We all carry stress at one point or another. The feeling of being overwhelmed with responsibilities, to the point where our central nervous system begins to turn on us, is simply a part of life. Now new research suggests men and women tend to respond in markedly different ways.

Scientists from several international universities found that men under stress generally respond by becoming more withdrawn and acting more as an individual. Women, on the other hand, become prosocial. They share their stress with others, hoping to elicit empathy, and expect to be relied on when other members in their group are stressed, too. Where men become more self-centered, thinking their emotions are universally shared, women often become more compassionate, the team argues.

"There's a subtle boundary between the ability to identify with others and take on their perspective — and therefore be empathic — and the inability to distinguish between self and other, thus acting egocentrically,” explained researcher Giorgia Silani, according to Science Daily.

Consider the husband who comes home from work short-tempered and unhappy. He notices the house is a mess — the final push over the edge. Quietly, he picks dirty clothes up off the floor, stewing all the while, and freezing his wife out of conversation. To his mind, he’s being prosocial: He’s making the family’s house more presentable. But to his wife, he’s withdrawing, holed up inside his own head.

Stress, in this case, drives a wedge between the husband and wife. Both people recognized the stress that was present, but reacted in two different ways. As the researchers point out, people either manage stress by reducing the internal load of “extra” resources, or they seek support from external resources. But that’s not what the team initially expected to find.

"Our starting hypothesis was that stressed individuals tend to become more egocentric,” said co-author Claus Lamm, from the University of Vienna. “Taking a self-centered perspective in fact reduces the emotional/cognitive load. We therefore expected that in the experimental conditions people would be less empathic."

What they found, however, was that only males tended toward this behavior. When given tests that put them under motor, emotional, and cognitive stress — each test designed to make subjects mimic other people — women’s performance soared, while men’s suffered. The researchers considered several factors for this difference.

Comparisons of men and women as they relate to behavioral or emotional responses tend to get lost in the spectrum of learned behavior and that which is “hard-wired.” Late last year, scientists created a map of men and women’s neural circuitry, illuminating in full color just how different the two sexes are wired. The scans surprised scientists in how much they upheld stereotypes, such as men excelling in spatial reasoning and technical work and women in socializing and multitasking. Whether these skill sets arise from some evolutionary advantage, or a social machine that favors the stereotypes, is another issue: The observed differences are the same.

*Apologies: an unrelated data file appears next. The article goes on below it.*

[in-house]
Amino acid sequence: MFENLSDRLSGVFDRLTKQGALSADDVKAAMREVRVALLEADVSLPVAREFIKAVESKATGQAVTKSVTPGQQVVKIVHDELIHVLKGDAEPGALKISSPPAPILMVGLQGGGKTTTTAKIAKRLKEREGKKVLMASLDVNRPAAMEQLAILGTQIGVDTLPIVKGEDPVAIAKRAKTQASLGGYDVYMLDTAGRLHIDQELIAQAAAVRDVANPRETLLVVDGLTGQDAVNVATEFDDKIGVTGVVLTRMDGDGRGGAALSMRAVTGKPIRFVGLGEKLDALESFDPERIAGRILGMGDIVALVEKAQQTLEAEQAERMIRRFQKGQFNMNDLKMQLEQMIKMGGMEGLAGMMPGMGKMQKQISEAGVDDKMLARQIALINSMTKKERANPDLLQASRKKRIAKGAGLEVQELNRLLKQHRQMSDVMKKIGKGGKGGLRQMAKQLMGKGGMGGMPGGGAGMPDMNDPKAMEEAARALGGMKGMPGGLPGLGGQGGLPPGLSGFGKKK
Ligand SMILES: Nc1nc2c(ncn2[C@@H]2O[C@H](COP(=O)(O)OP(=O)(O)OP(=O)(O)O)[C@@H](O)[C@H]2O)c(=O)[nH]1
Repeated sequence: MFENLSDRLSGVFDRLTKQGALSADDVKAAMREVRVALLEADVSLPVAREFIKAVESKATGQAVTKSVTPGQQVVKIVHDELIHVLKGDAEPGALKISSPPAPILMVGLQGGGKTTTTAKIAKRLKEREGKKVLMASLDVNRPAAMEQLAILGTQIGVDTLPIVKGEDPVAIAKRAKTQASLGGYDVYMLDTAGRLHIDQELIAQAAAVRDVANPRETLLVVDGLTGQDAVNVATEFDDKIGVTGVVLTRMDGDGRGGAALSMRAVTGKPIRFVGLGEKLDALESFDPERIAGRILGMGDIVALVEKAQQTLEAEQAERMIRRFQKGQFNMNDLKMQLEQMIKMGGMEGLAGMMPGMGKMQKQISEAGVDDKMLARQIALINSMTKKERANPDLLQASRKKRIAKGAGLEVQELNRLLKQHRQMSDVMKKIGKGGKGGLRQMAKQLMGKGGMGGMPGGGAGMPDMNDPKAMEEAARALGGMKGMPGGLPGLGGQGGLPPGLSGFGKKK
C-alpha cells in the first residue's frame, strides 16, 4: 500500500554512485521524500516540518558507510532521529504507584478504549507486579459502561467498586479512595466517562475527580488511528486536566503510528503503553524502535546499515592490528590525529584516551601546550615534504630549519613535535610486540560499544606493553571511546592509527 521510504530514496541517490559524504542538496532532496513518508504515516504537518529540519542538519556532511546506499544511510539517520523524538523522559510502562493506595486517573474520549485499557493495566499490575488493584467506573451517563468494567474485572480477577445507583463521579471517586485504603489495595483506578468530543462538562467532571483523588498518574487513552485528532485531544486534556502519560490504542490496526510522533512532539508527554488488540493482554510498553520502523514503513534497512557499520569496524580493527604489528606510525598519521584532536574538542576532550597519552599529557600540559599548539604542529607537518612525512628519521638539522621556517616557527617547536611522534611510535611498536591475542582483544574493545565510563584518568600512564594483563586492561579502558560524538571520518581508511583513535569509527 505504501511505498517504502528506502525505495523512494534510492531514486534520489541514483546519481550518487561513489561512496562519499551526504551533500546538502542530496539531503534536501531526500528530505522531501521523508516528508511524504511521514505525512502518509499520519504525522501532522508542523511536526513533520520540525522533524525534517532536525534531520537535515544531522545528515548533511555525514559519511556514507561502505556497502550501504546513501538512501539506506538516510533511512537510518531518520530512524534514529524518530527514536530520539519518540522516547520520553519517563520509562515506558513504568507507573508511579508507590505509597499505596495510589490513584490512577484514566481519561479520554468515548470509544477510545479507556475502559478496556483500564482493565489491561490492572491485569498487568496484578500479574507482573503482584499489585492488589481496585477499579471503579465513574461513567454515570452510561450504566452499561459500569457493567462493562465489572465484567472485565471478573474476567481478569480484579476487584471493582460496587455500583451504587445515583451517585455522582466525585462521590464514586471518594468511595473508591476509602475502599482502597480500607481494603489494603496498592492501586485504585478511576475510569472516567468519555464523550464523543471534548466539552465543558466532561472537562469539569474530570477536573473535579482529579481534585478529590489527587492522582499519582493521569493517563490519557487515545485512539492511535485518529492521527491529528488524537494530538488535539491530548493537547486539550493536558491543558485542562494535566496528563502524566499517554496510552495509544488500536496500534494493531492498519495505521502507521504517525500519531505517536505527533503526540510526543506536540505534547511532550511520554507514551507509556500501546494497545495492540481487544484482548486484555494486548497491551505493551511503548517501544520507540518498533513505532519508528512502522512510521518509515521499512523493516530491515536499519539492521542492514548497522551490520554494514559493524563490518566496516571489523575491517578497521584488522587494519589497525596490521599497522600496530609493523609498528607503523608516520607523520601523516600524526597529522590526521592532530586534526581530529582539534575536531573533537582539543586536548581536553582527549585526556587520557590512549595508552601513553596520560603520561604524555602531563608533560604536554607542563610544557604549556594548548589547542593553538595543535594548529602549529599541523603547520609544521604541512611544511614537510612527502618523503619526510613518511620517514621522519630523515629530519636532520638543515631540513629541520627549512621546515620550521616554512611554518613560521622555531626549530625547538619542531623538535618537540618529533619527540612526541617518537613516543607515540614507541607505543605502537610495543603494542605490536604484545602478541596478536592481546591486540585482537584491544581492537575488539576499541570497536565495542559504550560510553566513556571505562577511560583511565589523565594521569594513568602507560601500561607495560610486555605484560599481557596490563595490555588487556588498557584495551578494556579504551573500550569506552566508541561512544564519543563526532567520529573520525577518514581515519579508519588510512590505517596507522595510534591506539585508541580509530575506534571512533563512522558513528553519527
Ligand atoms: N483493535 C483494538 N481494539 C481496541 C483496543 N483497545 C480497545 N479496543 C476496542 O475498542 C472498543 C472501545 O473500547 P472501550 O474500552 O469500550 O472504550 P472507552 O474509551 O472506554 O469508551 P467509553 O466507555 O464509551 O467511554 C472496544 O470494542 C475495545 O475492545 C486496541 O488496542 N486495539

There’s also the chemical theory, which recruits hormones to influence behavior. “At a physiological level, the gender difference might be accounted for by the oxytocin system,” said Silani. “Oxytocin is a hormone connected with social behaviors, and [previous research] found that in conditions of stress women had higher physiological levels of oxytocin than men."

Other research suggests that when stress reaches too high a threshold, all humans tap into their need to become social. A 2000 study points toward a more primitive model of understanding why men become solitary while women seek solidarity.

"Perhaps these gender differences are adaptive with acute stressors," said University of California Santa Barbara psychologist, Nancy Collins, in a statement. "But when you think of longer term stressors, such as hunger, it doesn't make sense to have these gender differences. Men and women need social networks to work it out."

Source: Tomova L, von Dawans B, Heinrichs M, Silani G, Lamm C. Is stress affecting our ability to tune into others? Evidence for gender differences in the effects of stress on self-other distinction. Psychoneuroendocrinology. 2014.